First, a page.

Carbon Steel Gate Valve
Carbon Steel Gate Valves are multi-purpose bi-directional shutoff valves for commercial and industrial applications. Carbon Steel Gate Valves are with assurance of the warranty, along with superior customer service expertise.
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Key Specifications / Features
Carbon steel gate valves serve as efficient stop valves with flow in either direction. Gate valves are manufactured in accordance with ANSI classes 150, 300, 600, 800, 900, 1500 & 2500 # and sizes from 1/2” up to 72” nominal diameter, provides the end user a wide variety of valves to satisfy their needs.
The carbon steel gate valve is a great solution for high pressure, gas, water, oil, paper/pulp with API 600 & API 602 standards. Carbon steel body material Forged steel body also available.
Carbon steel is a metal alloy. It is a combination of two elements, iron and carbon. Other elements are present in quantities too small to affect its properties. The only other elements allowed in plain-carbon steel are: manganese (1.65% max), silicon (0.60% max), and copper (0.60% max)
Main Carbon Steel
Cast Carbon Steel: A216 WCB, WCC;A352 LCB, LCC
Forged Carbon Steel: ASTM A105, A105N, LF2
The trim material is SS304, SS316, 13Cr, Stellite 6 etc.
Gate valves are primarily designed to start or stop flow, and when a straight-line flow of fluid and minimum flow restriction are needed. In service, these valves generally are either fully open or fully closed. The disk of a Gate valve is completely removed when the valve is fully open; the disk is fully drawn up into the valve Bonnet. This leaves an opening for flow through the valve at the same inside diameter as the pipesystem in which the valve is installed. A Gate valve can be used for a wide range of liquids and provides a tight seal when closed. There are three different disks or wedges available for Gate valves, solid wedge, flexible and split wedge. Ranging of the Gate valves is usually made by the type of wedge used.
Flexible Wedge Disc:
The wedge type disk can also be obtained in a flexible design, developed primarily to overcome sticking on high-temperature services subject to great temperature changes. In one form the single piece construction of the disk is maintained but the two seating faces are separate from each other except for a short connecting axle or spud at the centre of the disk. In this way, each disk face is permitted a certain degree of independent movement which, besides eliminating the possibility of sticking in the closed position, facilitates tightness on both the upstream and downstream sides of the disk over a wide range of pressures and temperatures.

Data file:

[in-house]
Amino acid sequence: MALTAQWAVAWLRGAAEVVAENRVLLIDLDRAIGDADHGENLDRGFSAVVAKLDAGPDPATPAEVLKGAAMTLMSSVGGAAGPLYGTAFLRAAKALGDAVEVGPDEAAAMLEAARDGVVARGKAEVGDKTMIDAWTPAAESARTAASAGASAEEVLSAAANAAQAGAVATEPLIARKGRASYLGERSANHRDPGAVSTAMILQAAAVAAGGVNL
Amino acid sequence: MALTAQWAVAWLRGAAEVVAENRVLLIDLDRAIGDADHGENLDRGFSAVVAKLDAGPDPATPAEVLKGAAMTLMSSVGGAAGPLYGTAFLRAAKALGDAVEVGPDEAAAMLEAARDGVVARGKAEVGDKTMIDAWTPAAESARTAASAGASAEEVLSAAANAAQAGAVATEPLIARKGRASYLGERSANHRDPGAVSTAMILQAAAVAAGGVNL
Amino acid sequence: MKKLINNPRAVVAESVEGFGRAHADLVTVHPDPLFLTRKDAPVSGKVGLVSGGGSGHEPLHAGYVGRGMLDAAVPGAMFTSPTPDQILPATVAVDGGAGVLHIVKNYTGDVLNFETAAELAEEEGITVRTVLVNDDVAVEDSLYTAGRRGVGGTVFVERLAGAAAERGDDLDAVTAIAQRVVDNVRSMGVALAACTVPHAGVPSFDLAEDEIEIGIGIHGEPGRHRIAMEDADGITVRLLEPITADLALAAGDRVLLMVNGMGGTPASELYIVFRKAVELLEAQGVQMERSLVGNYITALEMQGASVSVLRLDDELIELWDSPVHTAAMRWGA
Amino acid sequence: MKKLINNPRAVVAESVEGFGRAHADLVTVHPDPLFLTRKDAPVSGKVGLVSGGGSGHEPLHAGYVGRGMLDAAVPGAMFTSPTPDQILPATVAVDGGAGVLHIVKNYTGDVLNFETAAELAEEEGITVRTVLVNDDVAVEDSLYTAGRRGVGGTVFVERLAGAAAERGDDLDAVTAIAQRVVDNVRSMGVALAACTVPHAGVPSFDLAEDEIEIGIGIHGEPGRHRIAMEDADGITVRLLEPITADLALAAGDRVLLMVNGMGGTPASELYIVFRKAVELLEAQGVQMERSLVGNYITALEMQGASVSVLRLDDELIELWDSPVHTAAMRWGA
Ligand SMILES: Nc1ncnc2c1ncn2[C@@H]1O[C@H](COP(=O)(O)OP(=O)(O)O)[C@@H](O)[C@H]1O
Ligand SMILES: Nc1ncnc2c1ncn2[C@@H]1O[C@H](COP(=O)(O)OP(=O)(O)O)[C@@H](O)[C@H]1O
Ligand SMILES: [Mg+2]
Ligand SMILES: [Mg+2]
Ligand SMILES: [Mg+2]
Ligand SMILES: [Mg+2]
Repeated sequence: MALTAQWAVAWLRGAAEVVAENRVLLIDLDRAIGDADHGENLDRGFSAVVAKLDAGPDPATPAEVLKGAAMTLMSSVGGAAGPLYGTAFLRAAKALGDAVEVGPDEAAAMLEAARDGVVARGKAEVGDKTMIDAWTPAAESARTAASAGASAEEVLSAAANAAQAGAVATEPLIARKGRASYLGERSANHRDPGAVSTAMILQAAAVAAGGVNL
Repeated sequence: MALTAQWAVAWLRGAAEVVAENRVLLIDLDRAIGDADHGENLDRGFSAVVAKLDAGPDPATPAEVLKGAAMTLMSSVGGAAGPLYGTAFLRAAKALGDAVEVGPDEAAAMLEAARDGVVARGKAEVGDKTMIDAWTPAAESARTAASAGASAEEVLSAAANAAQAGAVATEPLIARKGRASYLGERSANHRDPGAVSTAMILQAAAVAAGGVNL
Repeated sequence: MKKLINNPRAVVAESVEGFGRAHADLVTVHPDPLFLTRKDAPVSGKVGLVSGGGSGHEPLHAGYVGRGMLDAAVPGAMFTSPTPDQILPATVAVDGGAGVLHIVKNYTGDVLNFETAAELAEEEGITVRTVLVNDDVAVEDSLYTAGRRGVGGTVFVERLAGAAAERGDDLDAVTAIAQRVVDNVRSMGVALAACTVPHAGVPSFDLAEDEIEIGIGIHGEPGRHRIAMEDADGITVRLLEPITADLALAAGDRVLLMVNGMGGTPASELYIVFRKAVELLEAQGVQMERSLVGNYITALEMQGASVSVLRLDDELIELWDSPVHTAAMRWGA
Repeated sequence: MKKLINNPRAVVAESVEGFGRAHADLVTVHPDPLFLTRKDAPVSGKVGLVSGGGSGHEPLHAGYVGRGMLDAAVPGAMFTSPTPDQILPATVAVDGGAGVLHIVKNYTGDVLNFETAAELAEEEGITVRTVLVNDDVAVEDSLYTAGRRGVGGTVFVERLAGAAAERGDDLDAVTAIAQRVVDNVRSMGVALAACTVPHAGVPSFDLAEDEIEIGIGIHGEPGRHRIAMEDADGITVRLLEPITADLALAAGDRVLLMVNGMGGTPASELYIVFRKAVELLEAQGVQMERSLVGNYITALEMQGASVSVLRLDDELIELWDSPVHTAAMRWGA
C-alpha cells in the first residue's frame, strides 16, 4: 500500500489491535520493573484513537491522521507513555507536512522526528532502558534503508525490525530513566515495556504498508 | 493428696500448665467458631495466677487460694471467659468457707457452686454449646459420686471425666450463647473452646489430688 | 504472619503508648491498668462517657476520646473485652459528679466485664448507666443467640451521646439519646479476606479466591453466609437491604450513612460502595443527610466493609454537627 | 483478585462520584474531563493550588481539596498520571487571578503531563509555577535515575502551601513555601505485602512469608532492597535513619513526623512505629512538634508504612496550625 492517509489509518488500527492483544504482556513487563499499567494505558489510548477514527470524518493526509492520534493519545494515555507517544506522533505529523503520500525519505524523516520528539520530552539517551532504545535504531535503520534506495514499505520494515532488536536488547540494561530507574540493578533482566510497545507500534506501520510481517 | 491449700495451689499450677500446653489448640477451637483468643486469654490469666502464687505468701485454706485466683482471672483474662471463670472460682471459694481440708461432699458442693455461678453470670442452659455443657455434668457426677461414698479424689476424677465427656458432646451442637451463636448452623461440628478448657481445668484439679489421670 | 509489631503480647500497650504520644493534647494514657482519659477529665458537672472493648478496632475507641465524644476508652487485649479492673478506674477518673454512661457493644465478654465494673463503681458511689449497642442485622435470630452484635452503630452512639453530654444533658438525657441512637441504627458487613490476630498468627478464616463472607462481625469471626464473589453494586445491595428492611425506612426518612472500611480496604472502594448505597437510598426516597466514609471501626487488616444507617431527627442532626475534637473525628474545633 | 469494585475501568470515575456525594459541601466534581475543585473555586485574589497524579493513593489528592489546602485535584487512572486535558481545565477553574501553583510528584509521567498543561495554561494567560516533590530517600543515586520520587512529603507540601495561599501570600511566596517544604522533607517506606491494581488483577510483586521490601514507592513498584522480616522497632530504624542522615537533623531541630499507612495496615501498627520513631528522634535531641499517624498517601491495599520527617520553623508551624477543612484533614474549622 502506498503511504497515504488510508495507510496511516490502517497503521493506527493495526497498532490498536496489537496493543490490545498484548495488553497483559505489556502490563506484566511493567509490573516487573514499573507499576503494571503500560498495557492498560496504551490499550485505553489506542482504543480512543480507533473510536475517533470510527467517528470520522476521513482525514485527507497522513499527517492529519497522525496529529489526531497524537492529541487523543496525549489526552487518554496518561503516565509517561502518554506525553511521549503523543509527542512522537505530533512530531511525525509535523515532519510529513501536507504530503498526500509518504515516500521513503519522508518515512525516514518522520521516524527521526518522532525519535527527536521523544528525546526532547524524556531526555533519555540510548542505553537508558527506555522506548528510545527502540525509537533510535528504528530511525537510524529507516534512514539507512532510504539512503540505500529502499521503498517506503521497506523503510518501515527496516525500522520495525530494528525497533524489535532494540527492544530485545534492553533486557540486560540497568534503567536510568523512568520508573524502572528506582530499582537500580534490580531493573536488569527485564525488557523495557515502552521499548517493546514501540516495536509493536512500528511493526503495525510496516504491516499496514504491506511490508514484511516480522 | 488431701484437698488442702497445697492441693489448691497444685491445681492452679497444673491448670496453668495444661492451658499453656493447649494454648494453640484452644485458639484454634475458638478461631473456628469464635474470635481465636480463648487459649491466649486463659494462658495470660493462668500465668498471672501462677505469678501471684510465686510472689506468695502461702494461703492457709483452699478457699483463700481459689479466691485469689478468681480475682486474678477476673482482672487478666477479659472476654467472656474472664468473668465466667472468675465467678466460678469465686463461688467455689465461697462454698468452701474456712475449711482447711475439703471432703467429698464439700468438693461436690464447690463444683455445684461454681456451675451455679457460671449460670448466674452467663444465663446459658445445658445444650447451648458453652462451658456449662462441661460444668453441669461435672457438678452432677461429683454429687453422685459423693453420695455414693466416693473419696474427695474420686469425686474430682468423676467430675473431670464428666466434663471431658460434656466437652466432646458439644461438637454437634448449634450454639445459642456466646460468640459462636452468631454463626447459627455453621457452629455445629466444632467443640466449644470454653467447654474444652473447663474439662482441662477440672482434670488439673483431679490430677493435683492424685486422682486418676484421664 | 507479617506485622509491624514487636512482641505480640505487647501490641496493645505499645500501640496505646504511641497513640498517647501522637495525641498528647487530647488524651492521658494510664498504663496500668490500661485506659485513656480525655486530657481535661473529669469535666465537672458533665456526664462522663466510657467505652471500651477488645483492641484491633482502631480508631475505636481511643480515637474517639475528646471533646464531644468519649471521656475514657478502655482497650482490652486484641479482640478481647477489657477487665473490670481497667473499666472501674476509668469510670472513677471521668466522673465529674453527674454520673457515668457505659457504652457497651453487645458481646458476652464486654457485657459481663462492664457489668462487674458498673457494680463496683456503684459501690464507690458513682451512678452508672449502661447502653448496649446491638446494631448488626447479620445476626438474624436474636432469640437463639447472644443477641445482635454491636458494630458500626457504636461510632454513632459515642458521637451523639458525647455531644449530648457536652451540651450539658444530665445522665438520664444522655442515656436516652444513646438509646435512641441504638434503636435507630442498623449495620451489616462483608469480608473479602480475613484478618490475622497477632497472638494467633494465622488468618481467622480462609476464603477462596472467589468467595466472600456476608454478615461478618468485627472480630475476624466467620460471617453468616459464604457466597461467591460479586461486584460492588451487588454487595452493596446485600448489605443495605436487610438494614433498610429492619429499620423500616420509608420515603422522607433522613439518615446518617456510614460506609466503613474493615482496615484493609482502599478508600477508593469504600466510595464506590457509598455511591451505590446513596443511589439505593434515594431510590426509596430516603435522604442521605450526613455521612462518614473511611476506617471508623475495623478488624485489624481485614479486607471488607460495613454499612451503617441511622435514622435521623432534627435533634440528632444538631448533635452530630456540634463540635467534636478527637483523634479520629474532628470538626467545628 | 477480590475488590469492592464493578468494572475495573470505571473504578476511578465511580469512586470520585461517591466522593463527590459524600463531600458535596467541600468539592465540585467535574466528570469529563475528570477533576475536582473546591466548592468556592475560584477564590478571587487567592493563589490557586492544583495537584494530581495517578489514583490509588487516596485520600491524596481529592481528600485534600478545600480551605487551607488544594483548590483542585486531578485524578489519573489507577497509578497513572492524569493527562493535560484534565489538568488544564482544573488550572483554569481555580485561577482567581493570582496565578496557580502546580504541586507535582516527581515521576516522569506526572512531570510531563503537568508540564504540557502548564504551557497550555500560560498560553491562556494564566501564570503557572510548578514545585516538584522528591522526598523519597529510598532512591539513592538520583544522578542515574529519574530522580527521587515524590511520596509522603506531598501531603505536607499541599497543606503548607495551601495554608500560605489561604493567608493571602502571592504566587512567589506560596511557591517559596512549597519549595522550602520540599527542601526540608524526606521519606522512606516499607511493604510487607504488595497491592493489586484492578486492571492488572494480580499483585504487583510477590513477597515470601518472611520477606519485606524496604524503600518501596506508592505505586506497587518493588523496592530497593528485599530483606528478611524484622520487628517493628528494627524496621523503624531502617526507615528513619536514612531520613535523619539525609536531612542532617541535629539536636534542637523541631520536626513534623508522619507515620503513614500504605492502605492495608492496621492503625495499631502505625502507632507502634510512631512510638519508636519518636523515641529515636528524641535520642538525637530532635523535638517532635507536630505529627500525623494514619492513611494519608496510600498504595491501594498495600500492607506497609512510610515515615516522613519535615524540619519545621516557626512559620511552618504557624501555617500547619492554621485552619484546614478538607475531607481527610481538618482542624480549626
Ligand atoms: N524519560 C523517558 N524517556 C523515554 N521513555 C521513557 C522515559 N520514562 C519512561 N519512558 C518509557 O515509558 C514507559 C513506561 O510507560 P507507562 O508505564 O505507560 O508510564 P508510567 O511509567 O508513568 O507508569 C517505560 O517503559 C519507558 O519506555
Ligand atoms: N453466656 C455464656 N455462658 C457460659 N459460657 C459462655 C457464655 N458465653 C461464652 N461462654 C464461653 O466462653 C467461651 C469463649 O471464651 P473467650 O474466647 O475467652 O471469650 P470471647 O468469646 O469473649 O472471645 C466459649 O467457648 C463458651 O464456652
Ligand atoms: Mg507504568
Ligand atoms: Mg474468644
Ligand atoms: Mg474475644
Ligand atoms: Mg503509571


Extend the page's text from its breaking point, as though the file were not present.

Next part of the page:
There are three basic designs of stem arrangements Inside screw (rising stem), Inside screw (non-rising stem) & Outside screw (rising stem) The first mentioned is relatively the least expensive and is most commonly found on the smaller sizes of valves. A useful feature is that the position of the stem serves to indicate the position of the disk. Because the stem threads are inside the valve body and so open to attack by the service fluid, inside screw valves are not usually used for fluids having corrosive or erosive properties or for high-temperature services where consequent expansion and contraction may cause binding of the threads. In the case of the inside screw, non-rising stem design, the stem does not move axially but merely rotates. This arrangement is particularly useful where headroom is limited. Also, the elimination of the up and down movement of the stem reduces the amount of wear on the gland packing. On the outside screw, rising stem valve, the stem threads are situated outside the valve body and so are not subjected to possible effects of the pipeline fluid. The stem threads are accessible for lubrication and the position of the stem provides an indication of the amount of valve opening. Adequate headroom is required for the rising stem, for which some form of protection should be arranged to guard against possible damage.